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If public opinion is a tyrant, does journalism still serve democracy?

lawrence serewicz:

We often take public opinion for granted or as something that simply exists in the background to our lives. Do we give much thought as to whether it is democratic? Perhaps if we look at the ways that public opinion can appear to be tyrannical, we may see the media’s role and the role of government differently. Do they modify public opinion, bend it to their purposes, or simply react to its incessant, if at time unfocused, demands? Whatever their role, it may be time to reconsider the nature of public opinion in a democracy

Originally posted on Media Meditations:


Italy (Photo credit: Wikipedia)

It may be surprising to hear that public opinion in a democracy can be tyrannical. In a democracy, we want to believe that public opinion will also be democratic. Yet, public opinion is tyrannical in any community because a community needs to regulate the opinions within it to survive. A democracy is no different. The issue, though, is whether that opinion simply regulates or tyrannizes thought. The challenge for the press is to help with the former without succumbing to the latter.

When Athenians put Socrates to death it was because he refused to acknowledge the gods the city believed. He refused to accept the tyranny of thought that the city had to impose to survive. The alternative was to say that the city’s opinions were wrong and Socrates was right. If they had would that have been a democratic outcome?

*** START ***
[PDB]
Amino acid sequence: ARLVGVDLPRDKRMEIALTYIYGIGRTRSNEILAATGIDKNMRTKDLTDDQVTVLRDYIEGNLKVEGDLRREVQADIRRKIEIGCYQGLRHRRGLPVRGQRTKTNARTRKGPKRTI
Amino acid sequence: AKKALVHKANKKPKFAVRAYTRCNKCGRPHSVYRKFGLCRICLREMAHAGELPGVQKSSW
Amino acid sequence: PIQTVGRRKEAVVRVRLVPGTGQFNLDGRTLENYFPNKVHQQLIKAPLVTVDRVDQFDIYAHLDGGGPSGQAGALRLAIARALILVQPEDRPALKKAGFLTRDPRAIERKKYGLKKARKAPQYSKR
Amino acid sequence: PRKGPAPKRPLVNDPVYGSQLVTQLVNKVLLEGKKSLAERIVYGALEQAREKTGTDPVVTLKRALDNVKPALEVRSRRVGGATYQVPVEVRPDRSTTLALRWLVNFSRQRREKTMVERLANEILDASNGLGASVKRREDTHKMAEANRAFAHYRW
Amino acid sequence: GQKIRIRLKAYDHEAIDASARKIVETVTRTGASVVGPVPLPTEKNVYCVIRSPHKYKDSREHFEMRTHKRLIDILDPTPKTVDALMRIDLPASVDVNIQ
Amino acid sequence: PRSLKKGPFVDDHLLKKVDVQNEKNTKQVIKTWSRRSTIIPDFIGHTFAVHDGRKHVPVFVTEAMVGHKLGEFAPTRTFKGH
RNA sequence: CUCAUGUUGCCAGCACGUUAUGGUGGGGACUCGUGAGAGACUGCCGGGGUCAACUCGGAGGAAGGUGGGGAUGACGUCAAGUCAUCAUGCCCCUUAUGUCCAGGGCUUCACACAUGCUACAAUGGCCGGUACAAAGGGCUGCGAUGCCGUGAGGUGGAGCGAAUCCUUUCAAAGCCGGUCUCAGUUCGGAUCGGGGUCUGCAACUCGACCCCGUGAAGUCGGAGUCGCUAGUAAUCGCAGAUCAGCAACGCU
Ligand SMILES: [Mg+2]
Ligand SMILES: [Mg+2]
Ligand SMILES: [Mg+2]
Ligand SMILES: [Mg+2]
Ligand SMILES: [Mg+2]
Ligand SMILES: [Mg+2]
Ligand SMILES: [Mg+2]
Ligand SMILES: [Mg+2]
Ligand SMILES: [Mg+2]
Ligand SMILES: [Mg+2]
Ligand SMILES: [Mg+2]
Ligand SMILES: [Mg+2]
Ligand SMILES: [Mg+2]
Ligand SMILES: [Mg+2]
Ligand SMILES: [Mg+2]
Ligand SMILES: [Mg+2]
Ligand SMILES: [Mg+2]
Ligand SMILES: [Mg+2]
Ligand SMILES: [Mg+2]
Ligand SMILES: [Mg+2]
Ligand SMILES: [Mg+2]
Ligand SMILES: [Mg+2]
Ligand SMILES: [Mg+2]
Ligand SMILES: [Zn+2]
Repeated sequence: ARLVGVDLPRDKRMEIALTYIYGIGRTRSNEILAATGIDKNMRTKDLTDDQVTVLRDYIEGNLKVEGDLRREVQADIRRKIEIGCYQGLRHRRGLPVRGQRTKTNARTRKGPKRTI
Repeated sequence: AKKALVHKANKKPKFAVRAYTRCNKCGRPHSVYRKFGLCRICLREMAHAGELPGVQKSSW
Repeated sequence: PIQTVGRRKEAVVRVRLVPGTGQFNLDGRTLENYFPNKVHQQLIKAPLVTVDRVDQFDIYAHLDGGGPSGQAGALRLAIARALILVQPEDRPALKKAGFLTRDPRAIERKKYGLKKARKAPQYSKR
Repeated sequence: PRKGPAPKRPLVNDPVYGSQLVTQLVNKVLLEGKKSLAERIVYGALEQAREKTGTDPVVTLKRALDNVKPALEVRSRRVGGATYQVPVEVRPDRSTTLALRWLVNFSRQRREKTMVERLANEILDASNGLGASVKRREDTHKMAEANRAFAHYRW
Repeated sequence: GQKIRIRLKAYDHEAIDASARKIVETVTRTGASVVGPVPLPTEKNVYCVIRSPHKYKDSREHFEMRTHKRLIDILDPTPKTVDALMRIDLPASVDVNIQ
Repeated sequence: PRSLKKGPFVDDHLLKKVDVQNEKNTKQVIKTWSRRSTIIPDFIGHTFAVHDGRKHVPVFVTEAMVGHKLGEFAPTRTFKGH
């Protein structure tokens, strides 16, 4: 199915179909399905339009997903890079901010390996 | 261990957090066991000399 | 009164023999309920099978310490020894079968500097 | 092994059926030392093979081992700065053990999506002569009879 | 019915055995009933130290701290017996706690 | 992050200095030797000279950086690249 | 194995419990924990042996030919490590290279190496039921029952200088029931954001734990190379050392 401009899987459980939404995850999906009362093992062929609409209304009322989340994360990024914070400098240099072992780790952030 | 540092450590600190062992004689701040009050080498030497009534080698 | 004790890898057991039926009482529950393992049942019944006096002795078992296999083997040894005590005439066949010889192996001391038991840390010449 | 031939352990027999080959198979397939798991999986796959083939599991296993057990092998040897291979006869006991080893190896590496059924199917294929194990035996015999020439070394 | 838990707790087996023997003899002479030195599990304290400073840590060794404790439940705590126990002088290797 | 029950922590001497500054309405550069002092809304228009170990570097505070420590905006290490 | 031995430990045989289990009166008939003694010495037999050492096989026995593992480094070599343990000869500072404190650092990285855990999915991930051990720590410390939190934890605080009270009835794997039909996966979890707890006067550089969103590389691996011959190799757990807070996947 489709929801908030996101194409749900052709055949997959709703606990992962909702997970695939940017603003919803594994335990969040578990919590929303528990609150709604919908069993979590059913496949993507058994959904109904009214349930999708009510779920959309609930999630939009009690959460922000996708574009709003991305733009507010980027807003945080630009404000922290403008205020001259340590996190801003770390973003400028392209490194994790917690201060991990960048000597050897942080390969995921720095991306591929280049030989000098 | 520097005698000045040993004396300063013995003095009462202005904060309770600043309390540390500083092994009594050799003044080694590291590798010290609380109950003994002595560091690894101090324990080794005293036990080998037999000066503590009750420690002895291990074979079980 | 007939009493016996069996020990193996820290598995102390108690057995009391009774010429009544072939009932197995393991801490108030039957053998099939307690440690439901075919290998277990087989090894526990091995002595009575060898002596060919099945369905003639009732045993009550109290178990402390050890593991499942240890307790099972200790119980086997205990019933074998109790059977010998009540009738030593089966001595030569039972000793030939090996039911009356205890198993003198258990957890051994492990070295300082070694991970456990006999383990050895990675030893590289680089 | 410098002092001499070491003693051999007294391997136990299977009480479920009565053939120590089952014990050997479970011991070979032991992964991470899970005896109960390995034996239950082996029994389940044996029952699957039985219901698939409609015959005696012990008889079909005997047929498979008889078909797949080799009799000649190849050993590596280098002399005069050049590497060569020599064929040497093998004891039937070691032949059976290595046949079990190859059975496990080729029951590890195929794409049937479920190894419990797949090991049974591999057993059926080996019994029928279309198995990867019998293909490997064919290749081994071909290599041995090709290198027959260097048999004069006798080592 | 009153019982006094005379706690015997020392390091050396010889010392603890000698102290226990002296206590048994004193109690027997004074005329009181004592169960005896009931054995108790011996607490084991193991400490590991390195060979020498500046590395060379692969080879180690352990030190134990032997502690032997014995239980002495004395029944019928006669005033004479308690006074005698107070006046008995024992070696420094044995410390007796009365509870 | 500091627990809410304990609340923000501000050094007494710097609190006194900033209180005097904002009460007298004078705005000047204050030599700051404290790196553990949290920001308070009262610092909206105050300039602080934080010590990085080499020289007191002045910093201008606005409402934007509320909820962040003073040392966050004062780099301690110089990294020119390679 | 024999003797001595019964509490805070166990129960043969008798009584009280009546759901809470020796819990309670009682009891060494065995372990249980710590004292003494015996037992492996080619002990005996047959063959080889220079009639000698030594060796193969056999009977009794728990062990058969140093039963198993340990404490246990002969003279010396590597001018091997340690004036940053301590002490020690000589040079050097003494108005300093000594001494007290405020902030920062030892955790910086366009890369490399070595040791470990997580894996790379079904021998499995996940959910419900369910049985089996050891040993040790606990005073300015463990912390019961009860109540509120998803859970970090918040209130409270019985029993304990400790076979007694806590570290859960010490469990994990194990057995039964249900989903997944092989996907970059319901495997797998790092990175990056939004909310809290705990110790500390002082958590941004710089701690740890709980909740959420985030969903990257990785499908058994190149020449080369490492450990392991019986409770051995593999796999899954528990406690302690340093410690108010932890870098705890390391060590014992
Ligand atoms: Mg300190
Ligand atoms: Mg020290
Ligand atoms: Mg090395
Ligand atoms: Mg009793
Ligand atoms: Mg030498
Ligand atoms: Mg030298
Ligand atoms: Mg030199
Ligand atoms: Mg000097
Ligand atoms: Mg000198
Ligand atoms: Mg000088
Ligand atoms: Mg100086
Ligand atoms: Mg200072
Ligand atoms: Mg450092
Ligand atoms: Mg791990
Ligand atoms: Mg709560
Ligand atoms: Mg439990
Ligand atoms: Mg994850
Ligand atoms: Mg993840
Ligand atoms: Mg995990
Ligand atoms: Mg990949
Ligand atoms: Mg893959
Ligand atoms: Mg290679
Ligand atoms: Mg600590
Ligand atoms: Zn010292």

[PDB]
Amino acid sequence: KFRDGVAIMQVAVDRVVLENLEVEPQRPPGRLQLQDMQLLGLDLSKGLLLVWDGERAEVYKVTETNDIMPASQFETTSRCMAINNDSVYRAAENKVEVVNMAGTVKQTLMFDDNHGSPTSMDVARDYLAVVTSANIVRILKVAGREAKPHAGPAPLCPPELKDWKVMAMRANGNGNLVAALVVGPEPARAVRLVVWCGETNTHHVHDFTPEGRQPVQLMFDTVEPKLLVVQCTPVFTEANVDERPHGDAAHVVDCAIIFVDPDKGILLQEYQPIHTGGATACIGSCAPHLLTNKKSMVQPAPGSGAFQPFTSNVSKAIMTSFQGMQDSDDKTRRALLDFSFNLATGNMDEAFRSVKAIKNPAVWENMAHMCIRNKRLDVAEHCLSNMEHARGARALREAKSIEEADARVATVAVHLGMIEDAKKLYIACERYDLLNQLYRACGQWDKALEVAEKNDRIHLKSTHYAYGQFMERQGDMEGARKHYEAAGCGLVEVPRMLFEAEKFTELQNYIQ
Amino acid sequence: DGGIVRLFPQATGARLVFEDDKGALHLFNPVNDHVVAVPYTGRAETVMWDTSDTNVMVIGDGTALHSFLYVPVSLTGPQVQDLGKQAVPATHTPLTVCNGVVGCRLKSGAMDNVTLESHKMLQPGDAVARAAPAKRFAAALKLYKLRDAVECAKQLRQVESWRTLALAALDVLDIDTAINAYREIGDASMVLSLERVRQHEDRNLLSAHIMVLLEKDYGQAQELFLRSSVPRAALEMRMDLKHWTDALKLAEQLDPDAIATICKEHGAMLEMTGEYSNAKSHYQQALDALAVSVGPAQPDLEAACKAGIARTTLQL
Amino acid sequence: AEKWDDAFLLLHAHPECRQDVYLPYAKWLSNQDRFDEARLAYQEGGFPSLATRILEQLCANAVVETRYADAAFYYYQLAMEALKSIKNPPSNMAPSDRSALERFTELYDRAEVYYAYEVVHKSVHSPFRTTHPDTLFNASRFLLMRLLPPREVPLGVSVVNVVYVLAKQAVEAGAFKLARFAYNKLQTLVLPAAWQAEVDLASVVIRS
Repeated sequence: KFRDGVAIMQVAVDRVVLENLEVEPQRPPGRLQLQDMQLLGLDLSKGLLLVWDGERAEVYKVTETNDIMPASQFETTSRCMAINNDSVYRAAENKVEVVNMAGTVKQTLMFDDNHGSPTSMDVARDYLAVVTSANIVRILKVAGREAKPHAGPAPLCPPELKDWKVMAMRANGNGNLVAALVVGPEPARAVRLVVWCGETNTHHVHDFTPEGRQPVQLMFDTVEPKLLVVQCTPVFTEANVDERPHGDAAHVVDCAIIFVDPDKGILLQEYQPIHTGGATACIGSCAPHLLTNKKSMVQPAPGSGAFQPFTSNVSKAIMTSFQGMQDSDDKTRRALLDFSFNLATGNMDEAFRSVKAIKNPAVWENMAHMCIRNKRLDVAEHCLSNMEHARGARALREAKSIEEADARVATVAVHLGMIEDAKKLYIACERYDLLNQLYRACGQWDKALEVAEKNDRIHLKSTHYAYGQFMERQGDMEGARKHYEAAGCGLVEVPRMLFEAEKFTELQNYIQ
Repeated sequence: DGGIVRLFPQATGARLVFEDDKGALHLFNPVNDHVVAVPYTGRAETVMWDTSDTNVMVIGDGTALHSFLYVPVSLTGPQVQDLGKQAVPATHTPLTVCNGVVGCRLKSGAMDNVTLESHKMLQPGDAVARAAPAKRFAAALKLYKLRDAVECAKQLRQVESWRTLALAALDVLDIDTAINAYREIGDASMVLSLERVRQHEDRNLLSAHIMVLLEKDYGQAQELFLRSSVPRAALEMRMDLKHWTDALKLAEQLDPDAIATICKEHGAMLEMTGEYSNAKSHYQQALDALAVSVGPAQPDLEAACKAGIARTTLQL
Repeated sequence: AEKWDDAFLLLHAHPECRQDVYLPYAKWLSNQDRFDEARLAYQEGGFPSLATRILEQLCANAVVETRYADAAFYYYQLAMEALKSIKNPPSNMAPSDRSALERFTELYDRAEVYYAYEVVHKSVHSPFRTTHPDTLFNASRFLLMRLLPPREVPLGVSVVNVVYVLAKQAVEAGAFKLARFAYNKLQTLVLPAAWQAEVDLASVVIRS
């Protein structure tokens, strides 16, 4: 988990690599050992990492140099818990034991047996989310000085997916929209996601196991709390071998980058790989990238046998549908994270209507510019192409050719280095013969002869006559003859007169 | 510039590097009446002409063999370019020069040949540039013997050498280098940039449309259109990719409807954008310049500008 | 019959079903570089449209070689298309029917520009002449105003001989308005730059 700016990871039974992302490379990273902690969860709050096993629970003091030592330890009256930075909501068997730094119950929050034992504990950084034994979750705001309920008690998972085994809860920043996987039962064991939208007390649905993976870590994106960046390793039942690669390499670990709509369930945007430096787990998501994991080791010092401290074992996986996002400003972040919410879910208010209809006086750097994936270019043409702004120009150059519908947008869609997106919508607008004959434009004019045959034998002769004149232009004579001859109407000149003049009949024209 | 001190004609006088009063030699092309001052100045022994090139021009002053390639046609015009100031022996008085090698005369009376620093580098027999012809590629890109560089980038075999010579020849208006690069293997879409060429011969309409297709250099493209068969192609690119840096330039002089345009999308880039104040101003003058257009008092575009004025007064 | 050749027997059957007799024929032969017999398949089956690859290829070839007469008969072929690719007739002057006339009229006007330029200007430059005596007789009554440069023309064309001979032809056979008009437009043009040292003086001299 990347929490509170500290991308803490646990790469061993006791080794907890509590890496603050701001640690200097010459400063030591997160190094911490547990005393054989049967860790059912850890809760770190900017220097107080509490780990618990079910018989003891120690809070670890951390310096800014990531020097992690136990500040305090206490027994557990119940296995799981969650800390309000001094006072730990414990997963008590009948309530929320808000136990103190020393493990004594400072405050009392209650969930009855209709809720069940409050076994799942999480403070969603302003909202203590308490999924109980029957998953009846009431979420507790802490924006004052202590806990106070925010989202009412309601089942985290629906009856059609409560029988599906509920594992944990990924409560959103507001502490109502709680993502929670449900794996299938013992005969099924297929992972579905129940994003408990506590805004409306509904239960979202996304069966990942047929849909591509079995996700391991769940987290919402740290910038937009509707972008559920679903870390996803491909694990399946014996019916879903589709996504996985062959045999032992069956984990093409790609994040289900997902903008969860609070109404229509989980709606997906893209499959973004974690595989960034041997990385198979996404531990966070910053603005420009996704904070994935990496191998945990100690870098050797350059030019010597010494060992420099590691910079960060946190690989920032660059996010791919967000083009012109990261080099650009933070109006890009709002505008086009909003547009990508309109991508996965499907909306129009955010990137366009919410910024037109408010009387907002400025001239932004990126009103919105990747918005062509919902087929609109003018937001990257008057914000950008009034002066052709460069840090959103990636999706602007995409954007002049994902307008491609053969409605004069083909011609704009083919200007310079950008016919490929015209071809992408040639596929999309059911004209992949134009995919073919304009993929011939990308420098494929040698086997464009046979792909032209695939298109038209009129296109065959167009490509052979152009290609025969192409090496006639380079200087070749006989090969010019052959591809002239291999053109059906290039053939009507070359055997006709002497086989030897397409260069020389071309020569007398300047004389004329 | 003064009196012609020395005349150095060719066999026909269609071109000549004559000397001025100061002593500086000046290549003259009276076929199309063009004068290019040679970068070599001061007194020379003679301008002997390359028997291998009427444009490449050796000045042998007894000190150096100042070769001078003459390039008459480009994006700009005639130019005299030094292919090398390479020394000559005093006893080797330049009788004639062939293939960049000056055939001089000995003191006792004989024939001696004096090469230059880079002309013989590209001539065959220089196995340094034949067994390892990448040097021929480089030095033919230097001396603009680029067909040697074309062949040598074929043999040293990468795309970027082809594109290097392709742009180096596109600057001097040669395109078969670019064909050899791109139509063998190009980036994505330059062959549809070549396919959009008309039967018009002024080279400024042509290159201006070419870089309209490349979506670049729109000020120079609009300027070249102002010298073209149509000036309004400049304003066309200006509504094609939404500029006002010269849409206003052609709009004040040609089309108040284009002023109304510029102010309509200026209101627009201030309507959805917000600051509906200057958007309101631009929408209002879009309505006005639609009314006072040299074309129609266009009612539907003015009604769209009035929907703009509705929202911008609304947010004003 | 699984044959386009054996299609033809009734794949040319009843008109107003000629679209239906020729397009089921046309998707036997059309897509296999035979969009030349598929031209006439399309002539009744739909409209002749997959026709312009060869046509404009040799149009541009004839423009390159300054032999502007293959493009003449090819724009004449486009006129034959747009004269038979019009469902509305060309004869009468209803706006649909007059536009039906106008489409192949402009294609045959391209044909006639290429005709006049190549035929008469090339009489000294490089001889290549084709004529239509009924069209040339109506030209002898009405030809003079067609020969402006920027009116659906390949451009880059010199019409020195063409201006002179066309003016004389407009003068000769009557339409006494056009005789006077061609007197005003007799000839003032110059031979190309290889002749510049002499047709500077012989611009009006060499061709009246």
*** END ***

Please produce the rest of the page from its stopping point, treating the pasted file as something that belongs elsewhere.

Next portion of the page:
Unlike Athens, the press mediate…

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Has Putin’s claim to bring glory back to Russia masked his betrayal?



President George W. Bush of the United States ...

President George W. Bush of the United States and President Vladimir Putin of Russia, exchange handshakes Thursday, June 7, 2007, after their meeting at the G8 Summit in Heiligendamm, Germany. (Photo credit: Wikipedia)


If Putin wanted to bring glory back to Russia, he would be doing the following. First, he would improve health care[1]. Second, he would improve higher education.[2] Third, he would create jobs.[3] Fourth, he would free his people from Russia’s imperial past rather than keeping them enslaved.[4] Taken together, he would ensure a fair society that protected the vulnerable and constrained the powerful. His efforts in these areas belie his claims to want to restore Russia’s glory.


Successful tyrants improve the lot of the people


Like all tyrants, he does what is good for him and claims it is for the greater glory of mythical Russia.  Are his people better off for the bread and circuses that they are offered? Sochi is the circus while the events in Crimea are promoted as delivering on Russia’s status. The efforts in Crimea and the Ukraine betray a clumsy, almost comically Brezhnev like, attempt to assert Russia’s interests but with all the subtlety, we have expected from Putin. He now faces the same fate in that he must keep his rivals from deposing him.


A return to the past betrays the future?


Instead of recognizing the new Ukraine and supporting it, and nurturing it, like an older brother or mentor helping a young protégé to secure lasting influence he has acted like the bully and historical slave master that Russia has always played in the region. He has no subtlety because he has no tools but repression, fear and force.


Putin’s programme of persuasion pales by comparison with the EU


Contrast his offer with that of the EU. The EU offers trade and Putin offers tanks. The EU invites, and Putin invades. The EU wants dialogue and he gives diktats at a gun barrel. He invokes the old Russia to sell a dream because he has nothing left to offer. He cannot change and he cannot improve Russia so he can only do what he knows, which repeats the past rather set a new hopeful path for Russia able to walk with pride and influence on the world stage.


China’s success shows Russia’s hollow claims.